Friday, July 21, 2006

Floyd Landis and Le Tour

I'm sure it's a fantasy for most boys with cycling dreams, the big cycling dreams that encompass the biggest bicycle race there is, the Tour de France. As a kid, you'll put yourself in the toughest situation: You're down by a big margin with one last mountain stage to go. You and your team decide to go for broke, to ride with audacity. You decide to attack from the start, to try to cut that deficit by winning the stage, and perhaps win the yellow jersey. And in your dreams, you'll come out on top. In your dreams.

It's a child's dream because in the modern Tour such comebacks are unheard of. When a yellow jersey leader is ahead by seven minutes, as Oscar Pereiro (Spain) was at the start of Stage 17, teamwork and convention suggest that he would hold that lead to the finish. An attacker hoping to indulge in this child's dream couldn't possibly expect to maintain the pace needed to stay ahead of the peloton.

But somehow, Floyd Landis (United States) was able to fulfill this childhood fantasy. He rode the race of his life, winning Stage 17 (his first stage win ever), and seating himself in third place, a mere thirty seconds behind the leader, the presumably startled Oscar Pereiro. When I watched the recaps of Stage 16, the announcers had written off Landis. Landis was done. It was finished. He might gain time in the time trial (Stage 19), but it would be too much to expect him back in contention.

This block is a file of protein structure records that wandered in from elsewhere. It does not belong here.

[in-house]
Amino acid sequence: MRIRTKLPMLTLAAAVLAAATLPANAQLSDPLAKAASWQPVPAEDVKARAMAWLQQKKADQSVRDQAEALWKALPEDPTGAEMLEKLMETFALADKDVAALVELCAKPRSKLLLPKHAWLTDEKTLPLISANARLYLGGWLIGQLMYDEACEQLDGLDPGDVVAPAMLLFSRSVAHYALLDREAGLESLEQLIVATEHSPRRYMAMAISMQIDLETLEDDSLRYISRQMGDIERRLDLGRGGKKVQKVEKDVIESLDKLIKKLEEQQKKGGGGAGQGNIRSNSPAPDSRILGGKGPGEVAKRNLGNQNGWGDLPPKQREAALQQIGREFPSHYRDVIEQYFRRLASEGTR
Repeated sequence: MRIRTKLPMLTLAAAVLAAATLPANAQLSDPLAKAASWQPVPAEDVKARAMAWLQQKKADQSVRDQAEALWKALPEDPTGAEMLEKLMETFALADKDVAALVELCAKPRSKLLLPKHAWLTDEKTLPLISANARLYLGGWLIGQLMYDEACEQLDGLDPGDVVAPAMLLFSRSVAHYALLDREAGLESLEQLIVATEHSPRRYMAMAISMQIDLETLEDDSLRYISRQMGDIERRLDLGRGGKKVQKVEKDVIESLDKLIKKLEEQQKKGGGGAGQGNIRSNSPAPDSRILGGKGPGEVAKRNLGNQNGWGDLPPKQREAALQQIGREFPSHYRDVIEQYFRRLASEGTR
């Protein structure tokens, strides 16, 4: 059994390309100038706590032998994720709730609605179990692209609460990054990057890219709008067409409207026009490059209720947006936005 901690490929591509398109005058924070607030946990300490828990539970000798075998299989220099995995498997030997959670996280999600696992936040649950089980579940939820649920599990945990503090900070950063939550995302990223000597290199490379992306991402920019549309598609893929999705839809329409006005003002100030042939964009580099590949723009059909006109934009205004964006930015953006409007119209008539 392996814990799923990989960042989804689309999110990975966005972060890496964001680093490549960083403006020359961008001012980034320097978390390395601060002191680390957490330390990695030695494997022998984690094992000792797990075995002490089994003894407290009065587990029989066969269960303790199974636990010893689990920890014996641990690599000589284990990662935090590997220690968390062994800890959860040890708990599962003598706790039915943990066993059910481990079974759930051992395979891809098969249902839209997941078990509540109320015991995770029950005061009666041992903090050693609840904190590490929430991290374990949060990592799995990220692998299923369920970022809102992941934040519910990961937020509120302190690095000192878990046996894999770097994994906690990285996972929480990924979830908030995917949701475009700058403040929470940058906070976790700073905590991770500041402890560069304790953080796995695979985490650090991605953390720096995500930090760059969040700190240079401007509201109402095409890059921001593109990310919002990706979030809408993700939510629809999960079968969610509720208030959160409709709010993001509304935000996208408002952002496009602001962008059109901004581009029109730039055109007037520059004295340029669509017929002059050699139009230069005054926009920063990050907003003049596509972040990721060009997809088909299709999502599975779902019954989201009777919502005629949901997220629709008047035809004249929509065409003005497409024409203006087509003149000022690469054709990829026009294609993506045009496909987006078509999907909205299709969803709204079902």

Except Landis expected more. He dominated the stage, setting an unmatchable pace in the high heat. He attacked early. He chased a breakaway, then became the breakaway leader himself. In the broadcast, the announcers kept expecting a response from the chasing peloton, but the response would come too late.

Experts were stumbling over the superlatives, trying to describe this stage win. "Best stage that I have ever followed." "...I am wracking my brain thinking what I can compare it to." "...the greatest single day ride in the history of the Tour..." When a childhood fantasy comes true, when it happens right before our eyes, it's hard to come up with the words.

In the end, the unassuming Floyd Landis was quoted: "I was going to make whoever wins this Tour deserve it." That person might be him.

Friday, July 7, 2006

Forza Italia!

I'll be rooting for the Italian side in this Sunday's World Cup final.

I love listening to the play call on Fabio Grasso's goal (for the Italians against Germany in the semi-final). The Italians have won the World Cup in 1934, 1938, and 1982. I remember the 1982 win, and the goal getter for the Azzurri that year: Paolo Rossi.

Their opponents are the esteemed French, who won the World Cup for the first time in 1998. They are led by the nimble Zinedine Zidane. When his game is on, he's the picture of perfect ball control.

Forza Italia!